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Jacksonville, Florida Travel Guide

Complete Vacation, Recreation and Tourism Information

Jacksonville is a big city that's both beach and well, big city. Edged on the east side by the Atlantic Ocean, spliced down the middle by the St. John River and shaped by a further clutch of meandering waterways, Jacksonville is a city defined by wet stuff, from its waterfront to its busy naval base.  Though there's a lot about downtown Jacksonville that's business as usual there is also a respectable range of cultural sights on hand as well as a clutch of state parks which cumulatively offer visitors a pleasantly varied prospectus.

Perched on the St. John's shore is Jacksonville Landing, where restaurants and shops greet visitors strolling through the heart of town and live music regularly draws an evening crowd. Within easy reach of the city center are cultural attractions like the Museum of Science and History, the Karpeles Manuscript Museum and the Cummer Museum of Art, the latter of note for its varied exhibit space and peaceful gardens. Jacksonville's Museum of Contemporary Art (MOCA) isn't overly large, but it does boast a collection of works by well name 20th-century artists as well as a broad selection of changing exhibits.

Tucked away on a barrier island between the Intracoastal Waterway and the Atlantic Ocean is Jacksonville Beach. It's the land of the beach bum -- a paradise for beachcombers, shell collectors, and anyone seeking solace from the buzz of city life. Find in the general area a municipal 18-hole green and Adventure Landing, which appeals particularly to the younger set with its miniature golf, batting cage and fun-packed water park.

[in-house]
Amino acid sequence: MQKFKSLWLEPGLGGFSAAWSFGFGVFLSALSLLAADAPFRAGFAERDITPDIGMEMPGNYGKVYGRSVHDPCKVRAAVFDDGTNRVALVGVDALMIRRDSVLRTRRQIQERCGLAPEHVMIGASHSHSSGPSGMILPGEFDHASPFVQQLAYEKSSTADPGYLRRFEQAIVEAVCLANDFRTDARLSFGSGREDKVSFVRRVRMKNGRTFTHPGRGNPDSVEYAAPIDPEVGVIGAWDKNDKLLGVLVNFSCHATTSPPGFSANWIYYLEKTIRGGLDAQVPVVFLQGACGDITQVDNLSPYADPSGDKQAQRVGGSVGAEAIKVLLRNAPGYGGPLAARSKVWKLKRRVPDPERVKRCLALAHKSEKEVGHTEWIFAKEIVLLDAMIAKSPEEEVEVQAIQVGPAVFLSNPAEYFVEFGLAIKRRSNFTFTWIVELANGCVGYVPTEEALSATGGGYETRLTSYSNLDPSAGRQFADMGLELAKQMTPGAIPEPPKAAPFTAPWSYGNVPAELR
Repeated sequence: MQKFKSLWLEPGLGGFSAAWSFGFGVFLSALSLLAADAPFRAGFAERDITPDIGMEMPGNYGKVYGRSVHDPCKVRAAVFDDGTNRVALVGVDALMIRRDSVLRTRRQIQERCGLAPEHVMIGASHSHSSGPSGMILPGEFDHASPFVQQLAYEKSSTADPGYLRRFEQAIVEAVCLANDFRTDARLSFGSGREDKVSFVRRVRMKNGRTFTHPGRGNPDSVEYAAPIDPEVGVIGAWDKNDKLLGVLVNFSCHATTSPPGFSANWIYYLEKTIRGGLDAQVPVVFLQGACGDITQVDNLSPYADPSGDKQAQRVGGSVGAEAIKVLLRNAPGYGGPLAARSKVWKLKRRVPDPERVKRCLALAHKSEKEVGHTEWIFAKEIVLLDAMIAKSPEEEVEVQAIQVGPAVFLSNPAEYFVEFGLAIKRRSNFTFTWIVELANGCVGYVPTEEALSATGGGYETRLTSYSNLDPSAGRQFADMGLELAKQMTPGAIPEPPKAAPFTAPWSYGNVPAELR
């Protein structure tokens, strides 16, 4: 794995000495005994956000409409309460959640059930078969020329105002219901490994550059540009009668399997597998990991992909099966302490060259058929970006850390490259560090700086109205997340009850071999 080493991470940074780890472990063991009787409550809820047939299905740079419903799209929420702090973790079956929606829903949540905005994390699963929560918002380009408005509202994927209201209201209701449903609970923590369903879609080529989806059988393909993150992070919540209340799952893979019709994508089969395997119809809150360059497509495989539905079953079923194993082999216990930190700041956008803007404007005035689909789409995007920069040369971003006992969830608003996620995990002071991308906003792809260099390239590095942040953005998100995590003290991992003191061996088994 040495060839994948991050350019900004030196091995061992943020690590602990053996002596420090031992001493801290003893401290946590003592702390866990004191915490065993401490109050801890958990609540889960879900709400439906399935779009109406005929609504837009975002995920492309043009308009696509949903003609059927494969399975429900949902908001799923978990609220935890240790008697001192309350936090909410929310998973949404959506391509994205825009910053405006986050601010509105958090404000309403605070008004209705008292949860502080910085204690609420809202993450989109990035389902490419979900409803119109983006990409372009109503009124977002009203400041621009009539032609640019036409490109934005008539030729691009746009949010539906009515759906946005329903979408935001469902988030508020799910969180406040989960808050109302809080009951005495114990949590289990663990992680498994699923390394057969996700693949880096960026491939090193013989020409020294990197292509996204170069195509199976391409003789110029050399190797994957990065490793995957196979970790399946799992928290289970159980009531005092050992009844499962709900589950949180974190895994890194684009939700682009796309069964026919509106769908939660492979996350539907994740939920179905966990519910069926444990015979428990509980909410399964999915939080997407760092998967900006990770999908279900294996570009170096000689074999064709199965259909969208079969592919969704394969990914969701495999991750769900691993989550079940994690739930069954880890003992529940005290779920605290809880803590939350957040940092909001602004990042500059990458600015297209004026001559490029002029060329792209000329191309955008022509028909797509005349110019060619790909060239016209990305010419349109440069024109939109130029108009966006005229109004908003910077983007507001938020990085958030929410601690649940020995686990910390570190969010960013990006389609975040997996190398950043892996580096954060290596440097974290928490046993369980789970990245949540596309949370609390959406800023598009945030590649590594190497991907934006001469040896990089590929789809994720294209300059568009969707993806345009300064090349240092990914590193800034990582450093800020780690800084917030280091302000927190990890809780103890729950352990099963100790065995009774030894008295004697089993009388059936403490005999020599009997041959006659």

With both river and ocean access, fishing is easily the number one "sport" in this East Coast city. There are numerous fishing holes, but one of the more exotic ones is Pablo Creek, a little-known tributary on the west end of the Intracoastal Waterway where Largemouth bass and redfish live in the brackish waters. Along the edges of its winding path grows towering bulrush grasses, home to many forms of wildlife including snakes, alligators, birds and manatees.   

Though Jacksonville presents a fairly traditional city-face at first glance, closer inspection reveals that this easily accessible city is also a hop-skip from other more rural attractions. Jacksonville  is about 90 miles from Daytona Beach. 

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